Of course, the prophet Isaiah long foretold of the sovereignty power of God declaring, “For I am God, there is no other; I am God, and there is no one like me. Declaring the end from the beginning and from ancient times things which have not been done, saying, ‘My purpose will be established, and I will accomplish all my good pleasure’” (Isaiah 46:9-10).

From the story of Job, to the story of Joseph, to the life of Christ himself, the sovereignty of God is clear throughout the Bible. God is in control. Man is not. We submit to God. He does not submit to us.

What passage of Scripture made you change your thinking about the prosperity gospel? Why?

Costi W. Hinn: Studying John 5:1-17 one day led to my conversion. I was utterly confused by Jesus’ healing ministry because He did it so differently than I had believed or been taught according to prosperity theology. I always was taught that Jesus will heal everyone if they will just have enough faith to believe their healing. Well, three explosive truths from this passage blew the doors off my erroneous beliefs.

First, Jesus healed one man out of a multitude of sick people at the pool of Bethesda. John writes that there were a multitude of sick people (John 5:3). I remember thinking, why didn’t Jesus heal them all? Second, Jesus healed the man “immediately” (John 5:9). There was no fanfare, no special faith healer, and no offering or money given. He simply healed him with a single command! Third, when the Pharisees questioned the man who got healed because he was carrying his pallet on the Sabbath — this was considered “working” — the man couldn’t answer. John writes, “But he who was healed did not know who it was [who healed him]” (John 5:13). I was shocked at this! How in the world did a man have enough faith to get healed if he didn’t even know who Jesus was? I scurried for a commentary that had been given to me by my pastor and the scales soon fully fell from my eyes as a commentator explained the sovereignty of God displayed through Christ’s healing of this man. More theological dominoes fell from there and my life was transformed by the true gospel.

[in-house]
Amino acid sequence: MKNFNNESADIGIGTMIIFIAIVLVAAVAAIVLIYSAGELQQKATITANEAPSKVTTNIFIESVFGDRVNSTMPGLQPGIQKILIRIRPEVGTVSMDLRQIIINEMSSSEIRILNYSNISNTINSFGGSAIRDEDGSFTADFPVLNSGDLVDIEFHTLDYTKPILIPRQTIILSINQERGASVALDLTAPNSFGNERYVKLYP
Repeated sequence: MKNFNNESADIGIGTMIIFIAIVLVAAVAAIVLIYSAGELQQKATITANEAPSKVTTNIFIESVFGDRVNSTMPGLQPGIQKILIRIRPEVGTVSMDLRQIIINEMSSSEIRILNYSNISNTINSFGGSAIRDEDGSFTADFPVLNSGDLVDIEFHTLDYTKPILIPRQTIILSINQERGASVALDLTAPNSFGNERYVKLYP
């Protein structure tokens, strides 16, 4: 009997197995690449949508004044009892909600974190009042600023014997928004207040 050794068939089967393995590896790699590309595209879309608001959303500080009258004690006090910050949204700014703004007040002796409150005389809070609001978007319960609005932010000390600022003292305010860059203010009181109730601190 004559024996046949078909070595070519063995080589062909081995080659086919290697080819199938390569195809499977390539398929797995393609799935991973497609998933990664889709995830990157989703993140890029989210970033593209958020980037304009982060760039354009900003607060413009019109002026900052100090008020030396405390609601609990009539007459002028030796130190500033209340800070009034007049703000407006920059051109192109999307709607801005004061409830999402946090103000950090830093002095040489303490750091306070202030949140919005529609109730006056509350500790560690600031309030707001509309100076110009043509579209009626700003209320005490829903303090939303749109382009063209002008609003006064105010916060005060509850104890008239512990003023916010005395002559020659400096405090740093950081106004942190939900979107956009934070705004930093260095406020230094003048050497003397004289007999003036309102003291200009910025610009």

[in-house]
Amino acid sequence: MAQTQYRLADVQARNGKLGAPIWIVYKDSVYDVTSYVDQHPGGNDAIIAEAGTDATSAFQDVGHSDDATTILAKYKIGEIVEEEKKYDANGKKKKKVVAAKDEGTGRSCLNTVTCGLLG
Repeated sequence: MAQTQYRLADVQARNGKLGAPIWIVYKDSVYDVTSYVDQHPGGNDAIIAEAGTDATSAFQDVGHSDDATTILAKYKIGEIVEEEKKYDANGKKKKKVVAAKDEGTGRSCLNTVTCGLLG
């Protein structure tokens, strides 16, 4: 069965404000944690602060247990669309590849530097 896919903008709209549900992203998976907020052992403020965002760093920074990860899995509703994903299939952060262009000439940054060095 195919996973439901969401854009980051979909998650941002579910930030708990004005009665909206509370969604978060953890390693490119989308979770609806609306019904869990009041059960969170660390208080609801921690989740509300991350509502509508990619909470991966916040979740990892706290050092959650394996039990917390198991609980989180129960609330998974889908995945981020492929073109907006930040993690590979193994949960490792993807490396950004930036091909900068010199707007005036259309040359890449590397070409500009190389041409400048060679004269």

Briefly unpack your book’s chapter titled, “A Balanced View on Health and Wealth.”

Costi W. Hinn: The best way to guard against error is to know the truth. In light of that, I wanted to not only point out the errors of prosperity theology but teach biblical truths that will equip people. It’s vital that Christians have a biblical understanding of healing, and money. A lack of knowledge on these two topics makes people vulnerable to false teaching. One thing I’ve come to know is that as dangerous as the prosperity gospel is, so too is the poverty gospel. Just because health and wealth are not guaranteed for Christians, doesn’t mean God’s will is always sickness and poverty for everyone either. This chapter in the book keeps readers from swinging to extremes to ensure that we are praising, trusting, praying, needing and giving depending on the circumstances we are facing.

What is a favorite Bible passage of yours and why?

Costi W. Hinn: 2 Timothy 4:1-5 because it serves as a constant reminder that I am accountable to Christ for preaching his word faithfully no matter the preferences of people or what direction the winds of culture may blow.

What are your thoughts about Bible Gateway and the Bible Gateway App and Bible Audio App?

Costi W. Hinn: I’ve long used Bible Gateway as my go-to Bible App. Two features I have especially enjoyed is the ability to navigate any given passage that I’m studying in numerous different versions, as well the Dictionary of Bible Themes feature.


God, Greed, and the (Prosperity) Gospel is published by HarperCollins Christian Publishing, Inc., the parent company of Bible Gateway.


Bio: Costi W. Hinn pastors at Redeemer Bible Church in Gilbert, Arizona where he resides with his wife and three children. He has a passion for preaching the gospel and serving the church. He’s author of God, Greed, and the (Prosperity) Gospel: How Truth Overwhelms a Life Built on Lies. Pastor Hinn writes regularly at www.forthegospel.org and his work has been featured on media outlets such as CNN, Christianity Today, and ChurchLeaders.com.

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Filed under Books, Interviews, Theology